24-May-2022 - KeAi Communications Co., Ltd.

Researchers develop a membrane that stabilises lithium batteries

"Lithium is just like an unruly child”

For many people, battery-powered electronic devices like cell phones, laptops, and even electric vehicles, are now a necessity. However, these devices typically require charging at least once a day. Increasing the length of time between charges requires the development of batteries that can store more energy. While lithium metal electrodes promise to significantly improve energy density, their lack of stability means the batteries have a short service life and are associated with serious safety hazards.

In a study published in the KeAi journal Green Energy & Environment, a group of researchers from Nankai University in China and the UK’s University of Cambridge, demonstrate a new method they have developed to stabilise lithium electrodes. It draws on an inverse-opal structured electrode interface protective film, that effectively controls the ion electrodeposition process on the electrode surface.

"Lithium is just like an unruly child,” explains one of the study's authors, Guoran Li, a professor in Materials Chemistry at Nankai University's School of Materials Science and Engineering. “Its capricious behaviour in the electrode reaction process leads to an uneven electrode surface and sharp dendrites that can pierce the separator and cause a fire. These make the battery unstable and unsafe.”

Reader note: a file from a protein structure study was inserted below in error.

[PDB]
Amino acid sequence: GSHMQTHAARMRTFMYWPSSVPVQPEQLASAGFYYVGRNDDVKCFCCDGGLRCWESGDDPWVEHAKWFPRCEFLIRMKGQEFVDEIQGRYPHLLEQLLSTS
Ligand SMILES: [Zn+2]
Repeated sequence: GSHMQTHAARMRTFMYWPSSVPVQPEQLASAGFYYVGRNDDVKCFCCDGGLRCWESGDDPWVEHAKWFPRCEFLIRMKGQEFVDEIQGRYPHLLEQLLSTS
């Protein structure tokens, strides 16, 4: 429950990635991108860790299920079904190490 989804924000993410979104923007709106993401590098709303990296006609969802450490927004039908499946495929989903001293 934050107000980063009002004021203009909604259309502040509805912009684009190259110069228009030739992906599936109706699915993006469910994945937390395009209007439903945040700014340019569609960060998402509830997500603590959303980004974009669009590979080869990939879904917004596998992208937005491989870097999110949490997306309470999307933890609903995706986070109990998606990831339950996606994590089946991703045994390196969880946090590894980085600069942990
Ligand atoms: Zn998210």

To control that unruliness, Prof. Li and his fellow researchers decided to move away from the traditional method used to protect the electrode surfaces from corrosion, and develop a membrane with a regular structure and active components to manage the behaviour of lithium.

He says: “The highly ordered channels in the inverse-opal structure even out the lithium ion distribution, and effectively regulate every stage of the electrodeposition process to achieve the final target, i.e., make the lithium metal electrode work stably for the batteries.”

According to Wu Xuewen, the PhD student who led to the investigation and data curation, this is a valuable research result in the field of lithium (Li) metal electrodes. "Our research shows that the regular structure and active components of the protective membrane can effectively regulate the electrode reaction process to improve the final electrochemical performance." He adds: “We hope that our study can provide a new perspective for the detailed exploration of the reaction process of Li metal electrodes, and promote the practical application of high-performance Li metal batteries."

Facts, background information, dossiers
More about Nankai University
  • News

    Striped Glow Sticks

    It may be possible to reach new levels of miniaturization, speed, and data processing with optical quantum computers, which use light to carry information. For this, we need materials that can absorb and transmit photons. In the journal Angewandte Chemie, Chinese scientists have introduced ... more

    Nickel ferrite promotes capacity and cycle stability of lithium-sulfur battery

    Lithium-sulfur (Li-S) battery can be put into practice, if 20% of theoretical energy densities (2600 Wh/kg or 2800 Wh/L) can be achieved. Investigators have the ambition to reach the energy density of 500 Wh/kg in the near future. Xue-Ping Gao and co-workers, from Nankai University, tell us ... more

    Nano Dandelions

    Under an electron microscope they look like dandelions. In the journal Angewandte Chemie, Xiao-Fang Shen and Xiu-Ping Yan explain their nanoscopic bouquets: They consist of spread-out bundles of nanowires made of lead and the amino acid l-cysteine. The Chinese researchers have discovered a ... more

More about University of Cambridge